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419 Great King Street Dunedin, New Zealand

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Hunting for Eggs

AV10471 GreenfinchNest

Eggs found on land are laid by birds, reptiles, and some mammals like platypuses and echidnas. Eggs come in many different shapes and sizes and are often hidden in nests or have pigments and patterns for camouflage, as they are vulnerable to predation. As the Easter holidays approach, the Otago Museum is a great place to go “hunting” for eggs.

Otago Museum’s egg collection is made up of eggs from approximately 370 species. Studying eggs provides insights into the life history for both living and extinct species [1], so it's important that the Museum keeps good records about where and when each egg was found, and of course, what species laid it.

Animal Attic is home to an impressive display of bird eggs, from the small eggs of the fantail and silvereye songbirds to the big, round egg of the ostrich. Recent research suggests that how well a bird can fly may affect the evolution of the shape of its eggs [2]. These researchers note that albatrosses and hummingbirds, both exceptional in flight, have similar shaped eggs, although the albatross egg is considerably larger.

AV9032 MoaEgg 

 Image: Stout-legged moa (Euryapteryx gravis) egg. Otago Museum Collection. AV9032. By Fiona Glasgow © Otago Museum.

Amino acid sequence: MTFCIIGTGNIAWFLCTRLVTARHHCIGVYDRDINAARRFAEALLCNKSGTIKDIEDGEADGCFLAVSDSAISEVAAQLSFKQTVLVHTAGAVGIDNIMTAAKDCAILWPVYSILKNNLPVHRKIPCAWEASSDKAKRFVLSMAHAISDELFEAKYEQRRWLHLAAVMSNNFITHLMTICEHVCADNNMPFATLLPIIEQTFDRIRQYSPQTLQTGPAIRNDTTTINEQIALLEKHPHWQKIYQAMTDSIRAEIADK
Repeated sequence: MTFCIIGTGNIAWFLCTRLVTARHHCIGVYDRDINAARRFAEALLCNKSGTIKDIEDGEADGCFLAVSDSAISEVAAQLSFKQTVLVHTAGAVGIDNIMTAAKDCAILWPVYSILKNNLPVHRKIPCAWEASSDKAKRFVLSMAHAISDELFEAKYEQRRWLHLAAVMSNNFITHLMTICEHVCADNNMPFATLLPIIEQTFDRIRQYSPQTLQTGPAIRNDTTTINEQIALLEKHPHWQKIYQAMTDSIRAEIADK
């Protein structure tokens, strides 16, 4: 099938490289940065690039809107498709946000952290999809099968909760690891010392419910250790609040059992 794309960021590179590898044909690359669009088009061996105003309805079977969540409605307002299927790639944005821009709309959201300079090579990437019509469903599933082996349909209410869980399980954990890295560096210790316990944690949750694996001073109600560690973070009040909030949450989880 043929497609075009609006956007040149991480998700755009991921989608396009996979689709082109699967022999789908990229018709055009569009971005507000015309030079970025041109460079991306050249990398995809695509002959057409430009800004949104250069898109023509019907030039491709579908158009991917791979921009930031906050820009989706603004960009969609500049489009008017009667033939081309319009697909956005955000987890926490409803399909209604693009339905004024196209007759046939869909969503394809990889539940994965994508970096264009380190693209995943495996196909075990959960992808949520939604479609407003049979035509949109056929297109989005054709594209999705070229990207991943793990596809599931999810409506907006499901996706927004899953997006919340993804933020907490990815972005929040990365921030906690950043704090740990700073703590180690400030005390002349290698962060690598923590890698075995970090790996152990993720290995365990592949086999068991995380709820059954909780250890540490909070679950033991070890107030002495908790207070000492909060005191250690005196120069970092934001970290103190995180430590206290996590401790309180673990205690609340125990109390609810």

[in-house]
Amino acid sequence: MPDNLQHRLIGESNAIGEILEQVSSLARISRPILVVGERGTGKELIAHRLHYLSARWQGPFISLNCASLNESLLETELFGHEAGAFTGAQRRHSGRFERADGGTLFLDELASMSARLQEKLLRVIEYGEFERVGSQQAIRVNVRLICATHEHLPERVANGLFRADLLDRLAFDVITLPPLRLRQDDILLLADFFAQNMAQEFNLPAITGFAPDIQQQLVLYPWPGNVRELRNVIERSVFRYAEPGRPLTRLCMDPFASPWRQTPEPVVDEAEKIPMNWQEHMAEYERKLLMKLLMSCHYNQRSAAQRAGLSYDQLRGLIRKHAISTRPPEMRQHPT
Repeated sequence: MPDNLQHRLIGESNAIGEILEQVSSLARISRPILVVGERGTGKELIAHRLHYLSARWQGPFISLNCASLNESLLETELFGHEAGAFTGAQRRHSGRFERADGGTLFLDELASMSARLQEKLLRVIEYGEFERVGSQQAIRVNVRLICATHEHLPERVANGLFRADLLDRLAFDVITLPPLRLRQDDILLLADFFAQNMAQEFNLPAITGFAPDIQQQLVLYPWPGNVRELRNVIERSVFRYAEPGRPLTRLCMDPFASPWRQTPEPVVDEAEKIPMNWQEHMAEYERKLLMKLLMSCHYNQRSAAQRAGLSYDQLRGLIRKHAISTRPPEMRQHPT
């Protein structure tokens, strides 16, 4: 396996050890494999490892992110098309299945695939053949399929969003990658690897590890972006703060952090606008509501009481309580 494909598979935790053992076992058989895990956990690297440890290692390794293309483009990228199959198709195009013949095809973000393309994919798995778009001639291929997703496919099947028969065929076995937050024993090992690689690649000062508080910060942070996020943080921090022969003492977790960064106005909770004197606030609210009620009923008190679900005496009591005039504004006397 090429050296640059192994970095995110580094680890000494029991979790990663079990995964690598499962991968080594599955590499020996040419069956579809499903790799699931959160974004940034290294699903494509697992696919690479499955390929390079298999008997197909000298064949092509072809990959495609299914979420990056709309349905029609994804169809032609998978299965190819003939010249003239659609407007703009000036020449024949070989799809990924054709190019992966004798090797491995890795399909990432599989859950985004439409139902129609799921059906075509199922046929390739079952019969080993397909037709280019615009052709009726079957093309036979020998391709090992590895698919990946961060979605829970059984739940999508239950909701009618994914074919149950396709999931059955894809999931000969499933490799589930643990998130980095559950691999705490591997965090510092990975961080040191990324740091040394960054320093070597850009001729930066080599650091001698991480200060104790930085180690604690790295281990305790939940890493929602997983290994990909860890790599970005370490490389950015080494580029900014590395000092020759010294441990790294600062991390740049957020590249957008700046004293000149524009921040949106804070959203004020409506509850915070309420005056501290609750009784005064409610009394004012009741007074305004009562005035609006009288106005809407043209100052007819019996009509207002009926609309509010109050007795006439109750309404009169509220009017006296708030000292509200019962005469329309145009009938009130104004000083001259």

The Otago Museum also cares for two extremely rare, complete moa eggs currently displayed in the Southern Land, Southern People gallery and Nature galleries. They are some of the biggest eggs in New Zealand and part of only a handful of moa eggs that exist in the world [3]. They were found in the early 1900s in Central Otago and are prized taoka for New Zealand.

 


[1] Montanari, S (2018). "Cracking the egg: the use of modern and fossil eggs for ecological, environmental and biological interpretation". Royal Society Open Science 5(6) https://royalsocietypublishing.org/doi/full/10.1098/rsos.180006

[2] Stoddard et al (2017). "Avian egg shape: Form, function, and evolution". Science. 356(6344):1249-1254. http://science.sciencemag.org/content/356/6344/1249

[3] Gill, B (2005). "Precious Eggs". New Zealand National Geographic. Issue 73, www.nzgeo.com/stories/precious-eggs/

Top image: Nest with greenfinch (Carduelis chloris) eggs. Otago Museum Collection. AV10471. © Otago Museum.